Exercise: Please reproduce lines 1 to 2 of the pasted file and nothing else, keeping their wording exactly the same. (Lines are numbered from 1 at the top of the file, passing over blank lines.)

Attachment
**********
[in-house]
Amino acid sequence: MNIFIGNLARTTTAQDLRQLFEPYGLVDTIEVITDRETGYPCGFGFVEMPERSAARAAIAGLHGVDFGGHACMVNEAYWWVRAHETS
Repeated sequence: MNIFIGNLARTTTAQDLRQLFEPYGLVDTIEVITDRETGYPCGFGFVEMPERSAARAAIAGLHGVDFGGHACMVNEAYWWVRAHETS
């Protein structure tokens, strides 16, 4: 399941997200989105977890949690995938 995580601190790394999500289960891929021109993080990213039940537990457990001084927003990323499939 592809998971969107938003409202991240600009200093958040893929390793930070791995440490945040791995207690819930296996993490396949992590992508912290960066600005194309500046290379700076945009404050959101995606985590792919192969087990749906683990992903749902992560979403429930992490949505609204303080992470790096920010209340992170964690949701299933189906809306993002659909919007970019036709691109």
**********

[in-house]
Amino acid sequence: MNIFIGNLARTTTAQDLRQLFEPYGLVDTIEVITDRETGYPCGFGFVEMPERSAARAAIAGLHGVDFGGHACMVNEAYWWVRAHETS